Singer, songwriter, producer, guitarist, drummer, keyboard player, movie star, band leader and peerless live performer. Prince, who has died at the age of 57, was all of these things and many others.
What's more, he wasn't just a jack of all trades. He mastered pretty much every musical discipline he turned his hand to - is it fair to call him the most highly-rated 'underrated guitarist' of all time? - and was an inspiration not only to his fans, but also to countless other artists who tried but, in most cases, failed to meet his almost impossibly high standards.
Electronic musicians wanted to sound like Prince (could anyone program a drum machine quite like he did?). Guitarists wanted to play like Prince. Hell, anyone who's ever made music would have killed for an ounce of his talent. There was a time when he was writing so many great songs that he could afford to give sure-fire hits away to other artists.
Yes, he could be infuriating. The lack of quality control, particularly on his later albums, was as amusing as it was alarming, but that was part of the deal. This was a man who lived and breathed his craft - "If I didn't make music, I'd die," he once said - and seemed utterly consumed by it.
If Prince had had his way, he'd have released far more than the 39 studio albums we're left with. Indeed, it was his desire to put out new material almost as quickly as he recorded it that lay at the heart of his dispute with his Warner Bros record label in the mid-'90s.
Baby I'm a star
Before that, of course, he'd established himself as a bona fide rock/pop/soul/funk superstar. His early albums, particularly Dirty Mind and Controversy, more than hinted at his immense talent and, right from the start, he was writing, playing and producing every note.
1982's 1999 announced Prince as an artist who could sell records, but it was Purple Rain that took his career into the stratosphere. Both movie and album were huge hits, and the music - a delicious hybrid of pop, rock, soul and funk that he created with his band The Revolution - was laser-targeted towards the mainstream.
Prince refused to stick to the script, though. In just one of many contrary career moves (later, he would become an internet pioneer and then attempt to remove all traces of his digital footprint) he followed Purple Rain with the psychedelic and decidedly uncommercial Around The World In A Day, before heading back to the movies and directing and starring in Under The Cherry Moon. The film was a flop, but Parade, its soundtrack album, was a gem.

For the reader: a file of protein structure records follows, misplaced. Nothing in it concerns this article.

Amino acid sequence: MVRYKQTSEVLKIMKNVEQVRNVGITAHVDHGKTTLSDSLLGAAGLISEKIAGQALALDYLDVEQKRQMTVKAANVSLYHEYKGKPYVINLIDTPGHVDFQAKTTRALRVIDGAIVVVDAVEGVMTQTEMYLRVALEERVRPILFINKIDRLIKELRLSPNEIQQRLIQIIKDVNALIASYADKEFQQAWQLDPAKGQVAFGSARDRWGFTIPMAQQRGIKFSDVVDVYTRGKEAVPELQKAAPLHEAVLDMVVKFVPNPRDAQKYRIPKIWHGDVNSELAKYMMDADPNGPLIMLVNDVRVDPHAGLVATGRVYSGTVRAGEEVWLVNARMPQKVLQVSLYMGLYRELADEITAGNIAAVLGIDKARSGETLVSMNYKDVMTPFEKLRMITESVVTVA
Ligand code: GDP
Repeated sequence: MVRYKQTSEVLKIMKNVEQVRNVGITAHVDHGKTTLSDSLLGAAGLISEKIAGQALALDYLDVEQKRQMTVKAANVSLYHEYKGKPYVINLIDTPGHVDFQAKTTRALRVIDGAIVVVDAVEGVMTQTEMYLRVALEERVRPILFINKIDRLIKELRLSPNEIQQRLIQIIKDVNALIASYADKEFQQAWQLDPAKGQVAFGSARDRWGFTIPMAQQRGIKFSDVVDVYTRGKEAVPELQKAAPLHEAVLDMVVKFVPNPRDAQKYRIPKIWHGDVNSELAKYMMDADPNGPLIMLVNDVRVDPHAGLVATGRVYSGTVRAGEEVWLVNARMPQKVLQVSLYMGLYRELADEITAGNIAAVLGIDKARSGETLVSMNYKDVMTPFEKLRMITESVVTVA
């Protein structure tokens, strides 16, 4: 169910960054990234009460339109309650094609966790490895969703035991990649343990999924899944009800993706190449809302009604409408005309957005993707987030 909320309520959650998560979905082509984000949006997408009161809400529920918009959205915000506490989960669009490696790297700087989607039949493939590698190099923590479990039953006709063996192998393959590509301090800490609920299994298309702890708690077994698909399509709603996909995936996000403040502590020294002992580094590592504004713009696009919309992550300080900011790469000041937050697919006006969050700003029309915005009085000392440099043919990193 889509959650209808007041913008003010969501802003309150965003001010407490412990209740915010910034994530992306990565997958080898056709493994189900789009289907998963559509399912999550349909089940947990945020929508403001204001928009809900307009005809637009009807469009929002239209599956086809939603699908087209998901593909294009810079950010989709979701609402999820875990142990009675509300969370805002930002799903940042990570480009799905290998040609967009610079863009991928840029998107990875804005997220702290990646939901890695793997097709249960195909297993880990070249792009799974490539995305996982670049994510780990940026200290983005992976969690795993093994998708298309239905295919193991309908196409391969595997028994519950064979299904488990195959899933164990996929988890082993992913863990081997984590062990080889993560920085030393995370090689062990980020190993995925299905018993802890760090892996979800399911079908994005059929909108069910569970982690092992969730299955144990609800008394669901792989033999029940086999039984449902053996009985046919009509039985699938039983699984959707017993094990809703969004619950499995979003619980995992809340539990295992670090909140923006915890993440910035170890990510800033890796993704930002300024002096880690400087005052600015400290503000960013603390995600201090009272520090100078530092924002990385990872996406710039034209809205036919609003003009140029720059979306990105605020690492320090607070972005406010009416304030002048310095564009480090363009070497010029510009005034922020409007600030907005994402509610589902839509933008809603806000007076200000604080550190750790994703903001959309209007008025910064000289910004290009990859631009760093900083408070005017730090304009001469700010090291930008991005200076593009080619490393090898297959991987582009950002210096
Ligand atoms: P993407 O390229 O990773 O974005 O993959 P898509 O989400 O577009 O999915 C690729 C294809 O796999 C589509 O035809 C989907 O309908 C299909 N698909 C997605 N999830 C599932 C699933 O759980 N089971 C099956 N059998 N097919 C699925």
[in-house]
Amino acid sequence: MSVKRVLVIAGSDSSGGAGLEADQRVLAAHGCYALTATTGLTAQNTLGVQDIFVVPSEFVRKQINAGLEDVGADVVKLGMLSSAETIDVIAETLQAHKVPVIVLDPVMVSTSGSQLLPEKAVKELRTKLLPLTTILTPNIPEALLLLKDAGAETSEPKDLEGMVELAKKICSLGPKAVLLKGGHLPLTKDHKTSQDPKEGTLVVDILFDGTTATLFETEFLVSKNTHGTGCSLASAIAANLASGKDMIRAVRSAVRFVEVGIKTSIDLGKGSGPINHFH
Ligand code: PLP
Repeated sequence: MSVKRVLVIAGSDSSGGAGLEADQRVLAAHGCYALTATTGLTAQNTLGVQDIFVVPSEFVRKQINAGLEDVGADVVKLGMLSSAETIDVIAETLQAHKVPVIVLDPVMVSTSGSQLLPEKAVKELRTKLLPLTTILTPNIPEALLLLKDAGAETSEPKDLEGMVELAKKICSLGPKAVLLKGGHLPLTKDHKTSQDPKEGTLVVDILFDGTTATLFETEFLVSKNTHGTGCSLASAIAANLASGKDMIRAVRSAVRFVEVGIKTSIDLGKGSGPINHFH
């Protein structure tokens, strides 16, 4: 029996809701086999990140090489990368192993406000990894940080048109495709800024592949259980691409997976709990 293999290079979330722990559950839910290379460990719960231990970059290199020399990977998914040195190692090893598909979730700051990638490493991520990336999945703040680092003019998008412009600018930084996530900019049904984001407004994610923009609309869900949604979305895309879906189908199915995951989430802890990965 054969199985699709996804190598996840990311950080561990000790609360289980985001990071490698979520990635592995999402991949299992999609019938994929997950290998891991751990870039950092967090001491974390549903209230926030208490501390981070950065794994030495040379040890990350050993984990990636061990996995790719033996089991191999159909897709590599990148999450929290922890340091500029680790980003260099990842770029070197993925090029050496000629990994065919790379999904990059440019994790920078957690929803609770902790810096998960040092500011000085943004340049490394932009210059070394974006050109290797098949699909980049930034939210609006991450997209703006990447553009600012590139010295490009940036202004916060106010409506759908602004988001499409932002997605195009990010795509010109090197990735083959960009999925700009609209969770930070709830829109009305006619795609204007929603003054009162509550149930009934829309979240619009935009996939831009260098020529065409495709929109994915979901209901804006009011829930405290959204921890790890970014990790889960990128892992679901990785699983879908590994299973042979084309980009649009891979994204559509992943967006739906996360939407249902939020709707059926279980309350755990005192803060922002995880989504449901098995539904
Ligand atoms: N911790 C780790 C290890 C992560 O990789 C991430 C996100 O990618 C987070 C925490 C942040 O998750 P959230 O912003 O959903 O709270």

Then came what history will probably consider to be Prince's crowning achievement. 1987's double album Sign o' the Times (typically, Prince had actually wanted to release a triple LP) showcased a man at the peak of his powers. The title track certainly offered his greatest lyric, and if you haven't seen the companion concert movie, you really should.
This high watermark did nothing to stop the flow of Prince music. Sign o' the Times was quickly followed by Lovesexy, a Batman soundtrack, Graffiti Bridge (yet another movie/album project) and the popular Diamonds and Pearls, which is often cited as Prince's last great record.
Prince's purple period may have been followed by a patchier one, but The Gold Experience, from 1995, was never appreciated as much as it should have been, and there were moments to cherish on pretty much every release. What's more, Prince's skills as a live performer seemed to be ever more highly regarded as time went on. The only downside to going to one of his gigs was that everything else seemed to pale in comparison, and if you managed to catch one of his late night club shows, consider yourself very lucky.
Leaving a Prince show, you knew that you'd just witnessed something special, and that you wouldn't see his like again. At the same time, though, it felt like he would go on forever. He barely seemed to age, and his desire to perform appeared to be as strong as ever.
Tragically, though, it ends here. "All good things, they say, never last," Prince once sang. Sadly, we learned today that he was right.